My play this game was not the sharpest. I failed to fully evaluate the positional consequences of 4…Na5 5.d3 Nxc4 6.dxc4 to see how bad my position would then become as a result. I think I am putting too much weight on the advantage of having the two Bishops in many of my games. Going forward, I will strive for this only when I am sure I can have an open board afterwards. I also never saw the possibility of winning a White piece on move 11, 12, or 13 by simply backing up my Knight. This means I need to widen my search horizon a bit every move.

I was informed after the game that my opponent does not like to play up. I have never really understood this attitude among some low rated players. I personally relish the chance to play stronger or higher rated players. It is less damaging to my rating to lose these games, and those are usually the games I learn the most from, win or lose. Not wanting to play up is a really self-destructive preference, it seems to me.

A question was asked me via this blog site regarding whether it bothers me more to lose to someone lower rated. The answer is definitely “Yes!” All losses bother me to some extent, of course, though I try not to show it, and to accept the fact as graciously as possible that defeats are inevitable. Even Magnus Carlsen gets beat fairly often. However, for me to lose (or draw) someone who is lower rated, usually I have beat myself by making mistakes that I should know better than to make. Beating myself this way is always frustrating, sometimes even deeply embarrassing, like my recent loss to Andrew Manion (Game 35) was.

Even still, such losses are a natural part of the game. If you can’t stand the pain, and many can’t, then tournament chess is simply not for you, which is a shame because you then also miss out on the joy the flip side of the coin (winning) brings. People who can’t take the competitive aspect, I have noticed, still find other ways to involve themselves. They may play informal chess games only, for example, or become kibitzers, spectators, chess gossips, chess teachers, chess politicians, or tournament directors. I am not saying anything negative about these categories. I am very grateful directors exist, and South Carolina's are tops, one reason I choose to live in this state. Our state president and USCF delegate David Grimaud is my ideal of what a chess politician should be, if only more were like him. There is more than one way to enjoy chess than competing directly. Those ways just aren’t for me.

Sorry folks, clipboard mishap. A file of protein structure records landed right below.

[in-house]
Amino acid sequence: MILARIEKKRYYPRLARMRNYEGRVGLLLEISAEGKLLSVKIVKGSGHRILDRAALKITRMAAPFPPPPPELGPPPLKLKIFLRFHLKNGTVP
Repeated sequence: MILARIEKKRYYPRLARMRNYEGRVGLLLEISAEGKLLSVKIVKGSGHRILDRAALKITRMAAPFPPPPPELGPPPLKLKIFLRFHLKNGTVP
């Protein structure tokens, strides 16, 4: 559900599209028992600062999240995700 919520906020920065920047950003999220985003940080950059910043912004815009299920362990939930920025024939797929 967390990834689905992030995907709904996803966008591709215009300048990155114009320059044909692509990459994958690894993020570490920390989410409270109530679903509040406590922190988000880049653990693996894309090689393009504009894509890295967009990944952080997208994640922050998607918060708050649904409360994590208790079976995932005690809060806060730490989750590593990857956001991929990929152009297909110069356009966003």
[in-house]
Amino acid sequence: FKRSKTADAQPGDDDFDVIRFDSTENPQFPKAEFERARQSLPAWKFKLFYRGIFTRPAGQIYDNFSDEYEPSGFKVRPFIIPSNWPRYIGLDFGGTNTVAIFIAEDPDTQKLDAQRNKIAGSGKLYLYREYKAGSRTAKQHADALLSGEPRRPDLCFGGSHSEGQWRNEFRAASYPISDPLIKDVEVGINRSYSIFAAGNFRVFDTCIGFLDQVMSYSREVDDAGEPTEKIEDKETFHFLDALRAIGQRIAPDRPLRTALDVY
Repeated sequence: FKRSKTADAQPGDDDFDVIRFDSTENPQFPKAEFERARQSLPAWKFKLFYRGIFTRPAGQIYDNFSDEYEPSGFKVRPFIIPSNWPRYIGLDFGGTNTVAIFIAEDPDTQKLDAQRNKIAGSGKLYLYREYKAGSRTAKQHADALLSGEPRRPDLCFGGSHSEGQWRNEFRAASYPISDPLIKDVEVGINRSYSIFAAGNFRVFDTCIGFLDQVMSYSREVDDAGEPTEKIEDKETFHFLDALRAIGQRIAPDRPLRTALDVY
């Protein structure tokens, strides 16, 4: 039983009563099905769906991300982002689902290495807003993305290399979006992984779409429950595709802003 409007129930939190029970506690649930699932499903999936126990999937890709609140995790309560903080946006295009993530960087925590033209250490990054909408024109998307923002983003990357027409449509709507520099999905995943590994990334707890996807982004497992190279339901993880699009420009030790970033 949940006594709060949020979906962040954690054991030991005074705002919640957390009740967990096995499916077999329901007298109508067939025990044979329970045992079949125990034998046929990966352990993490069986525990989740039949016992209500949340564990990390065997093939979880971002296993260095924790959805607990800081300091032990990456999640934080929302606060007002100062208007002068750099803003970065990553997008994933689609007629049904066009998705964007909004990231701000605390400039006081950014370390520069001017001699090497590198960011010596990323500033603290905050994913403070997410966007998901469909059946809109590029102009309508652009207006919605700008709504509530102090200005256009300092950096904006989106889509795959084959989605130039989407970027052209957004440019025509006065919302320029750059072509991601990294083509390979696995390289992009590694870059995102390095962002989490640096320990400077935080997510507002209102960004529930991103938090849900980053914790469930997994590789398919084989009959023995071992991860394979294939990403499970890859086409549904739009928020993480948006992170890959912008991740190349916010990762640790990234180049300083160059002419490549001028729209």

Anyone can have an off day due to a low grade headache, personal distraction, or become impatient at the board due to chess over-saturation, but still decide to try his luck nevertheless. The last condition (chess over-saturation) is easily avoidable, except maybe when playing in a multi-round per day tournament, and I have made a rule for myself to have little to do with chess for at least 24 hours before I am due to play a tournament game, and to try to avoid playing at extremely long time controls when possible. The break from chess makes me fresher and less impatient when I do sit down at the board, and I will think longer about my moves. The first two are a matter of experience in not doing the things that cause a health issue to arise, when at all possible, or in successfully compartmentalizing away personal distractions. Being ready for a game in the ways I have described will help make losses to lower rated players a more infrequent occurrence, I am convinced.